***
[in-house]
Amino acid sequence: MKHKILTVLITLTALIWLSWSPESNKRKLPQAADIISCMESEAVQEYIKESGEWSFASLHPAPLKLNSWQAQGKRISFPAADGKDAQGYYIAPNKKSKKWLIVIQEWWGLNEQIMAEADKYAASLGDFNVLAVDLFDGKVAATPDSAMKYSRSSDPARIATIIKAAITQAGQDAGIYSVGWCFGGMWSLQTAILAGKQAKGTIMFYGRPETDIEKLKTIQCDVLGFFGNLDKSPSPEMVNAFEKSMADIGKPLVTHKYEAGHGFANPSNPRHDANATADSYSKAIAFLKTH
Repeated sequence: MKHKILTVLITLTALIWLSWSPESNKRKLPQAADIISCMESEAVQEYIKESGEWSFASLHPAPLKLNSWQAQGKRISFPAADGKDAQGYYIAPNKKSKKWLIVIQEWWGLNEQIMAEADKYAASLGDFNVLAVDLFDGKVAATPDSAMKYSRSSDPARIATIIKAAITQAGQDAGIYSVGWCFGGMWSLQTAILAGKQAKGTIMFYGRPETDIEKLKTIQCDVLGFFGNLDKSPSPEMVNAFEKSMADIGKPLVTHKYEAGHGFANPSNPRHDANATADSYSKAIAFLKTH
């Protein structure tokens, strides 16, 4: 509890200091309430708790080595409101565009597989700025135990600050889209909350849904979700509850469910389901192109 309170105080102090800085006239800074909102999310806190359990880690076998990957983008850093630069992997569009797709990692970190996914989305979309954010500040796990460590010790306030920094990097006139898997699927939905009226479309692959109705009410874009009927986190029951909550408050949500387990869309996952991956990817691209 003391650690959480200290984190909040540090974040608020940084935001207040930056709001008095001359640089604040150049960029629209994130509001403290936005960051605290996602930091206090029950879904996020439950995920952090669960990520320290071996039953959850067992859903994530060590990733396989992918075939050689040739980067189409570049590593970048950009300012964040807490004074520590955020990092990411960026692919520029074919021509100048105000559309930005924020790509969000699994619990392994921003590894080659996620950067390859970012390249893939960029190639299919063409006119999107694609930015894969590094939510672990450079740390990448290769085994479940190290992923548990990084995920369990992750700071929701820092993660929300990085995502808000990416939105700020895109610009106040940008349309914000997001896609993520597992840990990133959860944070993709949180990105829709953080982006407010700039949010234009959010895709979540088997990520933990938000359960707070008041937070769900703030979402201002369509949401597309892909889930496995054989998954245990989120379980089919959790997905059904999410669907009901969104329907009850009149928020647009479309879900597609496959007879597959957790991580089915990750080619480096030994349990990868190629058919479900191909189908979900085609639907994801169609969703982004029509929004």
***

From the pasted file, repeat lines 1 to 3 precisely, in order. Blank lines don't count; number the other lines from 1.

[in-house]
Amino acid sequence: MKHKILTVLITLTALIWLSWSPESNKRKLPQAADIISCMESEAVQEYIKESGEWSFASLHPAPLKLNSWQAQGKRISFPAADGKDAQGYYIAPNKKSKKWLIVIQEWWGLNEQIMAEADKYAASLGDFNVLAVDLFDGKVAATPDSAMKYSRSSDPARIATIIKAAITQAGQDAGIYSVGWCFGGMWSLQTAILAGKQAKGTIMFYGRPETDIEKLKTIQCDVLGFFGNLDKSPSPEMVNAFEKSMADIGKPLVTHKYEAGHGFANPSNPRHDANATADSYSKAIAFLKTH
Repeated sequence: MKHKILTVLITLTALIWLSWSPESNKRKLPQAADIISCMESEAVQEYIKESGEWSFASLHPAPLKLNSWQAQGKRISFPAADGKDAQGYYIAPNKKSKKWLIVIQEWWGLNEQIMAEADKYAASLGDFNVLAVDLFDGKVAATPDSAMKYSRSSDPARIATIIKAAITQAGQDAGIYSVGWCFGGMWSLQTAILAGKQAKGTIMFYGRPETDIEKLKTIQCDVLGFFGNLDKSPSPEMVNAFEKSMADIGKPLVTHKYEAGHGFANPSNPRHDANATADSYSKAIAFLKTH